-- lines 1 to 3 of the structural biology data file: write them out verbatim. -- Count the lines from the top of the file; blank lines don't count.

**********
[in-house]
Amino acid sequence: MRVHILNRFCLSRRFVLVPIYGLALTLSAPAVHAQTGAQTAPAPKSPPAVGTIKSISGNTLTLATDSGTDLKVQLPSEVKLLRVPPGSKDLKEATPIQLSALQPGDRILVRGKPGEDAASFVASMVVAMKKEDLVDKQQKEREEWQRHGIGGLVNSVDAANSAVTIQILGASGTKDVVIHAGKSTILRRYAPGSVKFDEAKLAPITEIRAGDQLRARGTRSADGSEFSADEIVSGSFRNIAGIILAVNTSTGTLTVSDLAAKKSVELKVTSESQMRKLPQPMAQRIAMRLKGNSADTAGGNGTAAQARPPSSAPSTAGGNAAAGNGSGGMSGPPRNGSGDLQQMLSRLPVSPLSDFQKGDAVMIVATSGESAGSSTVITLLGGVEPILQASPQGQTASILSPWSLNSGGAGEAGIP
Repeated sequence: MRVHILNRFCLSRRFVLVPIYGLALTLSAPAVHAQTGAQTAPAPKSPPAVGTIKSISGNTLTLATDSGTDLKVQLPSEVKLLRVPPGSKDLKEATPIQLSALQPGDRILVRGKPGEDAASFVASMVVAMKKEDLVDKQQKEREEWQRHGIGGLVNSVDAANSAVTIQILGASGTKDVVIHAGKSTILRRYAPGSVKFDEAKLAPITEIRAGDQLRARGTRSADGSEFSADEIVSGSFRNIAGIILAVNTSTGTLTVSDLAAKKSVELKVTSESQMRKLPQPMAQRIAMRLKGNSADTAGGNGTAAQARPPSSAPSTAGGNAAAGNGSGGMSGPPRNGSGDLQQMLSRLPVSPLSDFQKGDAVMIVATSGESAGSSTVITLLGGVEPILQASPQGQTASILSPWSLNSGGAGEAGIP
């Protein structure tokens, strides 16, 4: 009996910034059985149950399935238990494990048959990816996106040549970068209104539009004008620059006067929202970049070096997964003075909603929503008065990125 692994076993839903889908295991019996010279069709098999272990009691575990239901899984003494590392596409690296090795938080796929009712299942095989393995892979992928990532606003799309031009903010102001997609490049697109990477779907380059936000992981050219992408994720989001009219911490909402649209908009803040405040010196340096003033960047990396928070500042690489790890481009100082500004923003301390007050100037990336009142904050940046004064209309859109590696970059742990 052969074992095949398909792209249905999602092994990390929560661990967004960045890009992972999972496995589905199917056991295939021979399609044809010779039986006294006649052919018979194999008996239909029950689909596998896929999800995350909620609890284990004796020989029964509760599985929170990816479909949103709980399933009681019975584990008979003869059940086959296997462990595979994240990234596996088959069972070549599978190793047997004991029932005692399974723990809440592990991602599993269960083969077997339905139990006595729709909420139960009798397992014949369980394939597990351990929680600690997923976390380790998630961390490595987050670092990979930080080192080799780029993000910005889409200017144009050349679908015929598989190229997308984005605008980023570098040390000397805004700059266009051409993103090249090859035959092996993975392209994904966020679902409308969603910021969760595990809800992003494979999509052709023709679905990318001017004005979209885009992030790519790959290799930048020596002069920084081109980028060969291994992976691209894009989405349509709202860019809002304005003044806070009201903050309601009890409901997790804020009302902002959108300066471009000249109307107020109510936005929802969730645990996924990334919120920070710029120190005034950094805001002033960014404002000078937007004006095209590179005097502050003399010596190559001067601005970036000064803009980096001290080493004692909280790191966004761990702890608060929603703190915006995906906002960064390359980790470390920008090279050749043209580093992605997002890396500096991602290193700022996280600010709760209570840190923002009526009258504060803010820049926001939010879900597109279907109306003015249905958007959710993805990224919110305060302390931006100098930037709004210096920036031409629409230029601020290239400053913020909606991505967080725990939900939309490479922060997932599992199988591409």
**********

[in-house]
Amino acid sequence: MRVHILNRFCLSRRFVLVPIYGLALTLSAPAVHAQTGAQTAPAPKSPPAVGTIKSISGNTLTLATDSGTDLKVQLPSEVKLLRVPPGSKDLKEATPIQLSALQPGDRILVRGKPGEDAASFVASMVVAMKKEDLVDKQQKEREEWQRHGIGGLVNSVDAANSAVTIQILGASGTKDVVIHAGKSTILRRYAPGSVKFDEAKLAPITEIRAGDQLRARGTRSADGSEFSADEIVSGSFRNIAGIILAVNTSTGTLTVSDLAAKKSVELKVTSESQMRKLPQPMAQRIAMRLKGNSADTAGGNGTAAQARPPSSAPSTAGGNAAAGNGSGGMSGPPRNGSGDLQQMLSRLPVSPLSDFQKGDAVMIVATSGESAGSSTVITLLGGVEPILQASPQGQTASILSPWSLNSGGAGEAGIP
Repeated sequence: MRVHILNRFCLSRRFVLVPIYGLALTLSAPAVHAQTGAQTAPAPKSPPAVGTIKSISGNTLTLATDSGTDLKVQLPSEVKLLRVPPGSKDLKEATPIQLSALQPGDRILVRGKPGEDAASFVASMVVAMKKEDLVDKQQKEREEWQRHGIGGLVNSVDAANSAVTIQILGASGTKDVVIHAGKSTILRRYAPGSVKFDEAKLAPITEIRAGDQLRARGTRSADGSEFSADEIVSGSFRNIAGIILAVNTSTGTLTVSDLAAKKSVELKVTSESQMRKLPQPMAQRIAMRLKGNSADTAGGNGTAAQARPPSSAPSTAGGNAAAGNGSGGMSGPPRNGSGDLQQMLSRLPVSPLSDFQKGDAVMIVATSGESAGSSTVITLLGGVEPILQASPQGQTASILSPWSLNSGGAGEAGIP